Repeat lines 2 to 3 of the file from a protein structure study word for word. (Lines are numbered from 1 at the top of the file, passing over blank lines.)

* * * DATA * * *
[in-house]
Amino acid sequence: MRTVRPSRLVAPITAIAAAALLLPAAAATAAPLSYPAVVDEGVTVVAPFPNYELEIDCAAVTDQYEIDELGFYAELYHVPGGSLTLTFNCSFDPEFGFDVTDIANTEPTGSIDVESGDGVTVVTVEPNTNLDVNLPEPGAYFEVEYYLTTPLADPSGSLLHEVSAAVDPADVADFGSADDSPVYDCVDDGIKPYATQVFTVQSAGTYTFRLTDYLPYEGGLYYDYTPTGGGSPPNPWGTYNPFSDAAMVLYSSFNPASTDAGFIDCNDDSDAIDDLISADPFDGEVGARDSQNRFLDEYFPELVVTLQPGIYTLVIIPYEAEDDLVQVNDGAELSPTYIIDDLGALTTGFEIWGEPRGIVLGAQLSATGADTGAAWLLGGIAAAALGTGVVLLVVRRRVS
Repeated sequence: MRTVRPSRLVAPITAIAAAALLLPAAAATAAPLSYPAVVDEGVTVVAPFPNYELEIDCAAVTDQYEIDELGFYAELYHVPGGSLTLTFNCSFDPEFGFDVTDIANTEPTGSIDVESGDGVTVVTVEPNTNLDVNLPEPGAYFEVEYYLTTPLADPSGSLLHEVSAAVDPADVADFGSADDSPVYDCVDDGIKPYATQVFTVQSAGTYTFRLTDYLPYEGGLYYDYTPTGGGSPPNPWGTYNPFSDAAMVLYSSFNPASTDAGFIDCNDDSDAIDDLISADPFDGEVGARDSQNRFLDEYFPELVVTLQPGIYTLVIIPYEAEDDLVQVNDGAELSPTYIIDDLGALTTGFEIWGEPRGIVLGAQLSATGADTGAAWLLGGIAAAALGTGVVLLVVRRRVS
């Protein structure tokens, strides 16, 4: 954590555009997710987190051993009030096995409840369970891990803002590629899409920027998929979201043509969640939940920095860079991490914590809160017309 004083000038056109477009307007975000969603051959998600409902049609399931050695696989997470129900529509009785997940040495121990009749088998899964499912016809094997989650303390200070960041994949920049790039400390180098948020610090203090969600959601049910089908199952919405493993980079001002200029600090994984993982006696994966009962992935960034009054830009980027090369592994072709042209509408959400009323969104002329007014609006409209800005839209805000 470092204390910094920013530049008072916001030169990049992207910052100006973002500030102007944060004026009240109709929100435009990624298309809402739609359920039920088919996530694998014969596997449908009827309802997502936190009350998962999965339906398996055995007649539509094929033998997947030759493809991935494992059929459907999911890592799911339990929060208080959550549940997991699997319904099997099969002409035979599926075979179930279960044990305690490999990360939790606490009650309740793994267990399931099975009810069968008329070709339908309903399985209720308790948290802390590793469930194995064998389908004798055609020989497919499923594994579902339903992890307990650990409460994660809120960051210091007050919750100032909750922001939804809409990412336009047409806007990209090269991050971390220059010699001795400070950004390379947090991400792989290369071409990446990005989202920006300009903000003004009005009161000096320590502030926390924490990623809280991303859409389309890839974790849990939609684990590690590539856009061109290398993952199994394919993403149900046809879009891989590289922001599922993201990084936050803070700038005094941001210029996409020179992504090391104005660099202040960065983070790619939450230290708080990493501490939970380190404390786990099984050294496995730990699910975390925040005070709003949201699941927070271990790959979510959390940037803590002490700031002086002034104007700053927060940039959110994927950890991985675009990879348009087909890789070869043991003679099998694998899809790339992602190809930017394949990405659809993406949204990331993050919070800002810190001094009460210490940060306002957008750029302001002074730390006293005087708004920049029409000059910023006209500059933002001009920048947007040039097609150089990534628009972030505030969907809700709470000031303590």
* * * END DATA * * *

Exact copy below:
Amino acid sequence: MRTVRPSRLVAPITAIAAAALLLPAAAATAAPLSYPAVVDEGVTVVAPFPNYELEIDCAAVTDQYEIDELGFYAELYHVPGGSLTLTFNCSFDPEFGFDVTDIANTEPTGSIDVESGDGVTVVTVEPNTNLDVNLPEPGAYFEVEYYLTTPLADPSGSLLHEVSAAVDPADVADFGSADDSPVYDCVDDGIKPYATQVFTVQSAGTYTFRLTDYLPYEGGLYYDYTPTGGGSPPNPWGTYNPFSDAAMVLYSSFNPASTDAGFIDCNDDSDAIDDLISADPFDGEVGARDSQNRFLDEYFPELVVTLQPGIYTLVIIPYEAEDDLVQVNDGAELSPTYIIDDLGALTTGFEIWGEPRGIVLGAQLSATGADTGAAWLLGGIAAAALGTGVVLLVVRRRVS
Repeated sequence: MRTVRPSRLVAPITAIAAAALLLPAAAATAAPLSYPAVVDEGVTVVAPFPNYELEIDCAAVTDQYEIDELGFYAELYHVPGGSLTLTFNCSFDPEFGFDVTDIANTEPTGSIDVESGDGVTVVTVEPNTNLDVNLPEPGAYFEVEYYLTTPLADPSGSLLHEVSAAVDPADVADFGSADDSPVYDCVDDGIKPYATQVFTVQSAGTYTFRLTDYLPYEGGLYYDYTPTGGGSPPNPWGTYNPFSDAAMVLYSSFNPASTDAGFIDCNDDSDAIDDLISADPFDGEVGARDSQNRFLDEYFPELVVTLQPGIYTLVIIPYEAEDDLVQVNDGAELSPTYIIDDLGALTTGFEIWGEPRGIVLGAQLSATGADTGAAWLLGGIAAAALGTGVVLLVVRRRVS